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---London Letter.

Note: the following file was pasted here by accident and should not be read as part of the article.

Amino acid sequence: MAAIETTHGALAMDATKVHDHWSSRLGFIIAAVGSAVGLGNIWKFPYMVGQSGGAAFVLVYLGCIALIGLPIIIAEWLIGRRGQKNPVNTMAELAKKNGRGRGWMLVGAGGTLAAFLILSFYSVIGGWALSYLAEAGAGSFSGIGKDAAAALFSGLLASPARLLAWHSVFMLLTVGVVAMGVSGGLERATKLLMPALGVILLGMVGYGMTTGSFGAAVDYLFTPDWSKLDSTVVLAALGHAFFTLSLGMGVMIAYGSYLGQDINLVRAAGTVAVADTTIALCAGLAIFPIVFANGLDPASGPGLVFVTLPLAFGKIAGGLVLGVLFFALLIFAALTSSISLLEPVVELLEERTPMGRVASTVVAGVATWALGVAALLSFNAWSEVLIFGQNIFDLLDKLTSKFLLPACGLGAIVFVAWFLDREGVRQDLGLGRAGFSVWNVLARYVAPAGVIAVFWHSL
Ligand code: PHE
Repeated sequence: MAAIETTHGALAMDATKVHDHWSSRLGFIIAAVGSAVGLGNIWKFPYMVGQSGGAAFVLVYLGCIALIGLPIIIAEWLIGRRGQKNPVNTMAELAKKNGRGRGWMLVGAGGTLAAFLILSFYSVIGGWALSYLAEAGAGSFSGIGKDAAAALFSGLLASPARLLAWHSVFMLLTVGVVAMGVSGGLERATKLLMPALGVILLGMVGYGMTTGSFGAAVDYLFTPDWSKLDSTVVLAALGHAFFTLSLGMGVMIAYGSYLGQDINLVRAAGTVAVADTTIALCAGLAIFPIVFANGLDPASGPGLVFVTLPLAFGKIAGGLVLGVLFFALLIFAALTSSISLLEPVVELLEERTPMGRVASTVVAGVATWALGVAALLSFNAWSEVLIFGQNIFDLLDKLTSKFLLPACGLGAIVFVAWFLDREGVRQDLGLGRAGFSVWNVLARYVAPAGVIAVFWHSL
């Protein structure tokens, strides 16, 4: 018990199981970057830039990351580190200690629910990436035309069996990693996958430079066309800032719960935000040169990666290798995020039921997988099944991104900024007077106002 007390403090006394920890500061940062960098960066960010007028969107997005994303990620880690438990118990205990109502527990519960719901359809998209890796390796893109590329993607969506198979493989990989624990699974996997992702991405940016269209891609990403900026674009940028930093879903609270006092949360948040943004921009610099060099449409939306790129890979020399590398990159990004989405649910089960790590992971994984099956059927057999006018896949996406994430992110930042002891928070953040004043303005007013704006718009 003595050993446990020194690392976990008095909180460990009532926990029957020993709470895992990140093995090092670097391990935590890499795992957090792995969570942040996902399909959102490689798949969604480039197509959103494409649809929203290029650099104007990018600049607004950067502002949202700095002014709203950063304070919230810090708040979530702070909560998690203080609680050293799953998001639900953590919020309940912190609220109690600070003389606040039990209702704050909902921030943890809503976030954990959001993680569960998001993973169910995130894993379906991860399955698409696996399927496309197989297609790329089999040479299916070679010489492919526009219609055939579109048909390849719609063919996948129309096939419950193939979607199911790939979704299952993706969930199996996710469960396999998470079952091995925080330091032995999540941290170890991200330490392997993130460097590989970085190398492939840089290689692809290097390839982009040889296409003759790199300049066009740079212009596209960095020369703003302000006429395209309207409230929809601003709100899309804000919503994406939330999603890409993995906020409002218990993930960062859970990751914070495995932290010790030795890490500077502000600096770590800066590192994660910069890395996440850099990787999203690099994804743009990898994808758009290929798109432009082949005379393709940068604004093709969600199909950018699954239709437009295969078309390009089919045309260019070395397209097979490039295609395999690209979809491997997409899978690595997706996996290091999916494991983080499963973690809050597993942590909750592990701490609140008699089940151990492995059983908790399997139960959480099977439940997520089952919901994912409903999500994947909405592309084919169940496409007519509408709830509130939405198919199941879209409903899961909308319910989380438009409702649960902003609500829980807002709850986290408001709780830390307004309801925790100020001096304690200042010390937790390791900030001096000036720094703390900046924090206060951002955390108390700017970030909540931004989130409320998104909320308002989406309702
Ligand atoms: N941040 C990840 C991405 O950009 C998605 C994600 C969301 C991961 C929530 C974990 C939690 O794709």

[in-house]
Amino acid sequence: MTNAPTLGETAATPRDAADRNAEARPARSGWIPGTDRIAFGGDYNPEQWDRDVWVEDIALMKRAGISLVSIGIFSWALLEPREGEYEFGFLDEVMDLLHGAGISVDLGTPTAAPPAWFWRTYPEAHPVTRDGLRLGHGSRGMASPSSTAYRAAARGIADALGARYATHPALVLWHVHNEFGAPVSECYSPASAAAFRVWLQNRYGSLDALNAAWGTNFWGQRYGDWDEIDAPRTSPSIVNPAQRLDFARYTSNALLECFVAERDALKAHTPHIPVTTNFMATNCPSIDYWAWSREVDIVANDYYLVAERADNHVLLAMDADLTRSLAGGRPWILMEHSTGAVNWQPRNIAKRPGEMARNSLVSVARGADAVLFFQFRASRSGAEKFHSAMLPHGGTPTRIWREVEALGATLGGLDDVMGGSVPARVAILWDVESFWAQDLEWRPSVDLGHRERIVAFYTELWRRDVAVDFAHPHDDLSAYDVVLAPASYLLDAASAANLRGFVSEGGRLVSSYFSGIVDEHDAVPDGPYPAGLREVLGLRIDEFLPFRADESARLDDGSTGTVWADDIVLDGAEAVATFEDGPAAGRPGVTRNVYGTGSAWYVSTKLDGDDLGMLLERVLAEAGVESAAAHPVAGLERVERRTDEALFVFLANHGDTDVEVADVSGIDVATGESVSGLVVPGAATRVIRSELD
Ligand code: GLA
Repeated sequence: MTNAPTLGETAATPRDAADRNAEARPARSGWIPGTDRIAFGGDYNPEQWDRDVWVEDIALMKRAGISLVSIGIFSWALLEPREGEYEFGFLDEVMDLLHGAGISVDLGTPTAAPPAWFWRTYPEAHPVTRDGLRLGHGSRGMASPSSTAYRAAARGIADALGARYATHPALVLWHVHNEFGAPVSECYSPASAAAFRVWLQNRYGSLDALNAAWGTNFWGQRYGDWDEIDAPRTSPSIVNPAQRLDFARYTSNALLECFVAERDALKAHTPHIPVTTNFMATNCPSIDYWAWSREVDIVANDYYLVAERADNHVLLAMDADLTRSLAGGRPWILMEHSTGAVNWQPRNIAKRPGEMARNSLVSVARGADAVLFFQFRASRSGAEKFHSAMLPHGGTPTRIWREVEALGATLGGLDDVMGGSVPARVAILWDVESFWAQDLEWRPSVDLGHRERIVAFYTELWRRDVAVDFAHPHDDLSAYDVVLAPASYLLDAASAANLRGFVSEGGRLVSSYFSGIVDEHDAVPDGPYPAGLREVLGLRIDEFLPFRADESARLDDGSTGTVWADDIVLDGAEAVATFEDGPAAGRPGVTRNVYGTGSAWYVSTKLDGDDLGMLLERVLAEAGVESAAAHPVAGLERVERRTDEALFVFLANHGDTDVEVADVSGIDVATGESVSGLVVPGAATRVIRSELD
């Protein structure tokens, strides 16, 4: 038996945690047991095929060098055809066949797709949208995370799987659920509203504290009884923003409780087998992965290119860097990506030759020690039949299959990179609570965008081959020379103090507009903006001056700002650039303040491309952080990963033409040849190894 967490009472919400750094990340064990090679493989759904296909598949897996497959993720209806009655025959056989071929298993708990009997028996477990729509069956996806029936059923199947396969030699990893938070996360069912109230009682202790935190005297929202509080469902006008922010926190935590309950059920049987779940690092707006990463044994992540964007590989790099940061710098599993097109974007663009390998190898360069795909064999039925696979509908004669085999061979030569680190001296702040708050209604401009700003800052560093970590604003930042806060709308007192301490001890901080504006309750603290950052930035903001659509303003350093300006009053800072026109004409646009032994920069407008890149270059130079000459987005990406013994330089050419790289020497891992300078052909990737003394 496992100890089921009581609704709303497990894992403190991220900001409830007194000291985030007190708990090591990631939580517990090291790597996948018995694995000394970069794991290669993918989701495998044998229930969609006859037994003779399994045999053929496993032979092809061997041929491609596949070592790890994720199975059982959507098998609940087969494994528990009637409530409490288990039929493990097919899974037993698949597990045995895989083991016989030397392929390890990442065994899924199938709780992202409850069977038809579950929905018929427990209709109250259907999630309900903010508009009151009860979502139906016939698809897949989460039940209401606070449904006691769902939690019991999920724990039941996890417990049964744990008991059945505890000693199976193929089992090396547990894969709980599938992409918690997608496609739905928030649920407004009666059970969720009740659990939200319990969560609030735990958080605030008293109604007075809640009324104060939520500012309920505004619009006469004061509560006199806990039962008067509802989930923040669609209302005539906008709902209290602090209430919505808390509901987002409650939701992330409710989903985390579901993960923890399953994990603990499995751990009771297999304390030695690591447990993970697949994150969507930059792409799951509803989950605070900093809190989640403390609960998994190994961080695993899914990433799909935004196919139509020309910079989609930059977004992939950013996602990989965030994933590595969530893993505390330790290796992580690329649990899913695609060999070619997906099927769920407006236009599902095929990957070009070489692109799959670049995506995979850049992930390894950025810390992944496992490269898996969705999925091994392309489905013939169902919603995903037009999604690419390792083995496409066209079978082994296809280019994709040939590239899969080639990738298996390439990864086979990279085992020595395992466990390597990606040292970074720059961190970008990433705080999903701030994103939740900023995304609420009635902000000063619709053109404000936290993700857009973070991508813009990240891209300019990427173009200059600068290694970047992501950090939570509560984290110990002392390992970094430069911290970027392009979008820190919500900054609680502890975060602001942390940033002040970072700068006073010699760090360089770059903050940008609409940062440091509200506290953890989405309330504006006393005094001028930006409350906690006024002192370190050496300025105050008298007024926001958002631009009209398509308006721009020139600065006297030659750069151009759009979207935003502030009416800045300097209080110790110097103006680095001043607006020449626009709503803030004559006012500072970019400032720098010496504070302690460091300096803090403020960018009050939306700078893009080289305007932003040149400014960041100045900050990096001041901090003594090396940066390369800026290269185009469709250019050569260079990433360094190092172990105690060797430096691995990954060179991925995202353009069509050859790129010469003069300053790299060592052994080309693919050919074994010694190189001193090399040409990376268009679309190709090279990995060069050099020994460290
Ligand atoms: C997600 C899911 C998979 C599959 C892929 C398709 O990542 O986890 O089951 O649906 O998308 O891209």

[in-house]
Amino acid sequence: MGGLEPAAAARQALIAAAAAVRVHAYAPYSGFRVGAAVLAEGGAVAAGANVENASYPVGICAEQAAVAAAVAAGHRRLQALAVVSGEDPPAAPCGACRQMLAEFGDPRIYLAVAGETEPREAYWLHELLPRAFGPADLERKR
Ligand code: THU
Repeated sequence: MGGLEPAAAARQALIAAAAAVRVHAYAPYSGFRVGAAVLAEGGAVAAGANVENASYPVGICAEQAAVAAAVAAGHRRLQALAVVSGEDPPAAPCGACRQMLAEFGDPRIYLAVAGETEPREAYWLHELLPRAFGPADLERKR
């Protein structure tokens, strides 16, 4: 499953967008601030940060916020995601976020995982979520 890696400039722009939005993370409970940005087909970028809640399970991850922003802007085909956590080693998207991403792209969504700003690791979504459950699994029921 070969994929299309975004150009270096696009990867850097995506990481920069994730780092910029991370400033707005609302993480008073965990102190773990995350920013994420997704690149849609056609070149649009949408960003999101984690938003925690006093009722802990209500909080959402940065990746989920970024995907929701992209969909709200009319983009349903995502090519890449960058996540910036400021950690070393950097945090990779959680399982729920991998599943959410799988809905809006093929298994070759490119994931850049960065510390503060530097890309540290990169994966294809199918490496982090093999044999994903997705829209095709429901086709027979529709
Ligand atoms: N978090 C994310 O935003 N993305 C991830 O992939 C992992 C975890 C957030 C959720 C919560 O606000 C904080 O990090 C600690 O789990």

London Letter. [FROM OUR OWN CORRESPONDENT.] J London, Wednesday Afternoon. THE QUEEN. For days the Queen has been the one subject of discussion in all circles up here. The latest bulletins were eagerly looked for md the slightest sign of improvement was thankfully noted. For some reason or other all the papers have vied with one another in taking a most pessimistic view of the situation, and the consequence was that the uncertainty and anxiety became poignant nd the public heart sank within it. All classes, whether poor or rich, were equally concerned, and never has a more genuine feeling of sympathy for any person, been exhibited. Ever since the Jubilee cele- brations of 1887 and 1897, the person of thi' Queen has become sacred. Perhaps the mystery which surrounded her, and the grea power which she was known to exercise honorably, accounted for that. But it Bshould not be forgotten that her spotless char- Bacter and the beauty of her private life, learned her the grateful love of her people HShe had been the first to sympathize with '1 the relatives of those who had become victims of great disasters, and her pursq Hwas always open to help the poor and needy, ■The picture of her as a matron surrounded Bby her numerous descendants also appealed to a nation which still holds in reverence the ties of family and kindred. Her loss Bwill be deplored everywhere, and the debt- the nation owes to her will never be for- Bsotten. None, of our monarchs gained SO Hhonoured a place in the affections of tha- people as she has, and none of them liaa left such a spotless inheritance to her children and to the nation as Victoria. It is hard to reconcile oneself to the fact that the Queen is no more, and millions to-day, gdumb with grief, will mutter with the greatest of her laureates I cannot think the thing farewell." H TWO INTERESTING TRIALS. M Considerable interest has been taken in the election petition tried last week, in which judgment was delivered last Monday. Mr Thomas Lough, M.P., who is the head of a great tea business, was made the object of a most bitter attack during his election campaign. Mr Chamberlain excelled hiniself in a letter sent to the Unionist candidate, and rightly or wrongly Mr Lough |lis under the irapiession that, lie suffered ■more than any other candidate in this respect. It may be remembered that Mr Lough and Mr Chamberlain had a very bitter passage of arms during last year just before the General Election. Mr Lough is ■married to a Welsh woman, who is, T ■believe, a daughter of the late Rev John IgMills, of Llanidloes and London. She is Bone of the most prominent workers in the Liberal cause in London, and has ably helped her husband in his political work. fl The other trial is that of Mr B. G. Lake, t one time President of the Incorporated Law Society. He was accused of mis- flappropriating trust monies, and a jury haS now found him guilty. Consecpiently, he, was sentenced to twelve years, penal ■servitude. It is a long drop from the iiotiotired position he held a few years ago, btit it shoulel act us a warning to all people who act as trustees There is no doubt that some radical change in custom is necessary, for the law is blameless in this matter till it simply shews how blindly people will iggact in their pecuniary concerns, and it may ■be that neither a change of custom nor a change of law will hinder persons from running their heads into a noose.




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